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Urethral Melanoma – Clinical, Pathological and Molecular Characteristics



Mucosal melanoma involving the urethra is a rare disease with distinct clinical and molecular characteristics and poor outcomes. Our current knowledge is limited by the small number of reports regarding this disease.


To describe the clinical, pathological, and molecular characteristics of urethral melanoma.


We summarized the clinicopathologic data for 31 patients treated for urethral melanoma from 1986–2017 at our institution. Genomic data from our institutional sequencing platform MSK-IMPACT (n = 5) and gene-specific PCR data on BRAF, KIT, and/or NRAS (n = 8) were compared to genomic data of cutaneous melanomas (n = 143), vulvar/vaginal melanomas (n = 24), and primary non-melanoma urethral tumors (n = 5) from our institutional database.


Twenty-three patients were diagnosed with localized disease, 7 had regional/nodal involvement and one had metastases. Initial treatment included surgery in 25 patients; seven had multimodal treatment. Median follow-up was 46 months (IQR 33–123). Estimated 5-year cancer-specific survival was 45%. No significant change in survival was observed based on a year of treatment.

Primary urethral melanomas showed a higher frequency of TP53 mutations compared to cutaneous (80.0% vs. 18.2%, p = 0.006) and vulvar/vaginal melanomas (80.0 vs. 25.0%, p = 0.04). BRAF mutations were absent in urethral primaries (0% vs. 46% in cutaneous melanoma, p = 0.02). Tumor mutation burden was higher in cutaneous than urethral melanomas (p = 0.04). Urethral melanomas had a higher number of somatic alterations compared to non-melanoma urethral tumors (median 11 vs. 5, p = 0.03).


Our findings support a unique mutational landscape of urethral melanoma compared to cutaneous melanoma. Survival remains poor and is unchanged over the time studied.


Mucosal melanoma is a rare entity accounting for approximately 1% of all melanomas. Important clinical differences exist between these tumors and their cutaneous counterparts. Notably, the majority (over 80%) of mucosal melanomas occur in individuals over 60, and approximately two thirds of cases are reported in women [1, 2]. Prognosis in this disease is exceptionally poor, with an estimated 5-year overall survival of 25%, compared to approximately 80% in cutaneous melanoma [1]. Molecularly, mucosal melanomas have been shown to exhibit distinct features when compared to cutaneous melanomas. These include a low point mutation burden and a high frequency of structural variants [3]. In addition, the rates of BRAF and NRAS mutations appear to be lower in mucosal melanomas while somatic KIT mutations are more frequent [3–16]. Due to its rarity, there is limited evidence to support the use of new targeted therapies or immunotherapies for advanced disease. Current management practices are largely based on extrapolations from the management of the more common cutaneous presentation [17], making research into this field imperative to its understanding and adequate treatment.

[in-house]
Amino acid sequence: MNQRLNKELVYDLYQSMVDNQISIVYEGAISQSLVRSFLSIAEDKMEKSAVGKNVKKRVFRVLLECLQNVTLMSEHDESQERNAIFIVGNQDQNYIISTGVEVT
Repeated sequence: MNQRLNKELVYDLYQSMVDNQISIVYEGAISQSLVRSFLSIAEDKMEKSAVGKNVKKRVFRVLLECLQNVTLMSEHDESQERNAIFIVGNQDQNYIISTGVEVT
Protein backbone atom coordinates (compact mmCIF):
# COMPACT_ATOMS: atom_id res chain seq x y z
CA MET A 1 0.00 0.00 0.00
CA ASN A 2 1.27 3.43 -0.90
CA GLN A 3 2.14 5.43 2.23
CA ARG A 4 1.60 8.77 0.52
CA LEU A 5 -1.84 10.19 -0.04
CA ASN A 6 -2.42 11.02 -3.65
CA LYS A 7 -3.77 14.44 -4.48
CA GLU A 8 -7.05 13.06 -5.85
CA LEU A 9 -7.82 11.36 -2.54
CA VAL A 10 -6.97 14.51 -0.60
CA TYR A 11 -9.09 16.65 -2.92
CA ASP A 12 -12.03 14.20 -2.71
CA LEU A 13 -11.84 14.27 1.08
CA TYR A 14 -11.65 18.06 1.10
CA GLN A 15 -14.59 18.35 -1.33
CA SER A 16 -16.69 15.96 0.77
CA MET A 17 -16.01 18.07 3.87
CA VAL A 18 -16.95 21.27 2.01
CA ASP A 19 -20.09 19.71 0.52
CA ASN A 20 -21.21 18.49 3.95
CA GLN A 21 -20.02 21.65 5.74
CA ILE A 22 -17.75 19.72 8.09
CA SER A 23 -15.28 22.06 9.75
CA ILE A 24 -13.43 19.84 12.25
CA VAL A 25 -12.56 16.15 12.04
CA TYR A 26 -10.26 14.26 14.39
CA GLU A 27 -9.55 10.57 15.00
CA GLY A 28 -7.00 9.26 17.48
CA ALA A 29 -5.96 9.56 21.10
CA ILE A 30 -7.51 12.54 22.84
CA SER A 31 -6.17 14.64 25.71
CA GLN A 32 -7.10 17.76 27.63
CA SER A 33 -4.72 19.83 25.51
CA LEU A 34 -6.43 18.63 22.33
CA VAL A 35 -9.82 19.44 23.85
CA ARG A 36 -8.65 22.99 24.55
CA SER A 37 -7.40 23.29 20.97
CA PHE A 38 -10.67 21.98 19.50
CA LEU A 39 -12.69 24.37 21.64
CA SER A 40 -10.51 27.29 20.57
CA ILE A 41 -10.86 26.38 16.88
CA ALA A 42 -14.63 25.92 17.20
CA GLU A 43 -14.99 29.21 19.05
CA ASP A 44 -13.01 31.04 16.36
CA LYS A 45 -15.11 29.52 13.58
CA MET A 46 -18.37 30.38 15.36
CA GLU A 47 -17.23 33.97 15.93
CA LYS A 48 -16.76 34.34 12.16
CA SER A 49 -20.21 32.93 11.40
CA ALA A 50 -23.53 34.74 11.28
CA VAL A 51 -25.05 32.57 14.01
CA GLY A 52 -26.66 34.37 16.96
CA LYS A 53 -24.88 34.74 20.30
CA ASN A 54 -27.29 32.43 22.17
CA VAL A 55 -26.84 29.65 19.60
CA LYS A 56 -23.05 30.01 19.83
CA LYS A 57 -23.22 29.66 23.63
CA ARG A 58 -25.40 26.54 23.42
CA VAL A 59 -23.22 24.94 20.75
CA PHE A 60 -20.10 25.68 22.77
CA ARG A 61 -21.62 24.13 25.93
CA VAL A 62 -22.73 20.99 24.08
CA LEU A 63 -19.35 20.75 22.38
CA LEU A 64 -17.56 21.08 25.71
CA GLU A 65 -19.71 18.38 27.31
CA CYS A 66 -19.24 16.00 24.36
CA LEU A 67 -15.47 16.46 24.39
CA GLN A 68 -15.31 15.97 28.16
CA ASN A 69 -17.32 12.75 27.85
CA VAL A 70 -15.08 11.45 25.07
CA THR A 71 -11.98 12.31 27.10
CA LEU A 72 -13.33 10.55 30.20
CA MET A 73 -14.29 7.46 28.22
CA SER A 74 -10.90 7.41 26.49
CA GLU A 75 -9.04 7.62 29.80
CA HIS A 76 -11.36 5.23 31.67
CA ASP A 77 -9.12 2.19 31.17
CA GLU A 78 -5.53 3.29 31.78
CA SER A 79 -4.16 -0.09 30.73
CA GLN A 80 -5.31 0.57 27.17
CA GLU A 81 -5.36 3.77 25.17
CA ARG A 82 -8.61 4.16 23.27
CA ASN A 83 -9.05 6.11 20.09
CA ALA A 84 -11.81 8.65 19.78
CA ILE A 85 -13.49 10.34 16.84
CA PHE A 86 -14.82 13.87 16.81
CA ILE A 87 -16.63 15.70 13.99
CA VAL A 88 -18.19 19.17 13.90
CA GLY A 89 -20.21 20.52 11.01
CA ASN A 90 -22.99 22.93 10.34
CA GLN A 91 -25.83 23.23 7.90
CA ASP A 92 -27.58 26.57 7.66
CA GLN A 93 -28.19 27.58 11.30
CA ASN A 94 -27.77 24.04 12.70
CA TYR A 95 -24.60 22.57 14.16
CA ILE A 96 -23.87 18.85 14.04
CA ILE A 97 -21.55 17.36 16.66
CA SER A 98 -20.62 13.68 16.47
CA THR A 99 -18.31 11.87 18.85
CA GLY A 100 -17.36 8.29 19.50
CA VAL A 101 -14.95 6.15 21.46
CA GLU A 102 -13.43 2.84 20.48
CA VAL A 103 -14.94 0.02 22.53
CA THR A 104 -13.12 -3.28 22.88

Mucosal melanomas have been most frequently reported in the head/neck (55.4%), anorectal (23.8%) and female genital mucosae (18.0%). Melanomas involving the urinary tract represent only around 3% of all mucosal melanomas [1]. Our report focuses on this poorly characterized entity. Primary urethral melanoma commonly presents as a symptomatic mass affecting the meatus and distal urethra and is often diagnosed at an advanced stage [18, 19]. Initial treatments tend to include limited or radical resection, and adjuvant treatment with radiotherapy, chemotherapy or immunotherapy is occasionally utilized [18, 19]. Despite the implementation of a multidisciplinary treatment approach, recurrence rates are high and prognosis is poor with reported 5-year overall survival rates ranging from 10% to 39% [19–22].

Most reports regarding the characteristics and treatment of urethral melanoma have been limited to single case studies or small case series. Larger studies attempting to address this topic have been limited by the degree of patient heterogeneity present within the data. Moreover, few studies specifically addressed genetic findings of urethral melanomas.

In the current study, we present the results of a relatively large cohort of urethral melanomas managed at a single institution. The clinical and pathological characteristics of these tumors are summarized. Genomic analyses were performed in a subset of tumors with available genomic data, and their results compared to cutaneous, and female genital melanomas.


Patient population and clinical data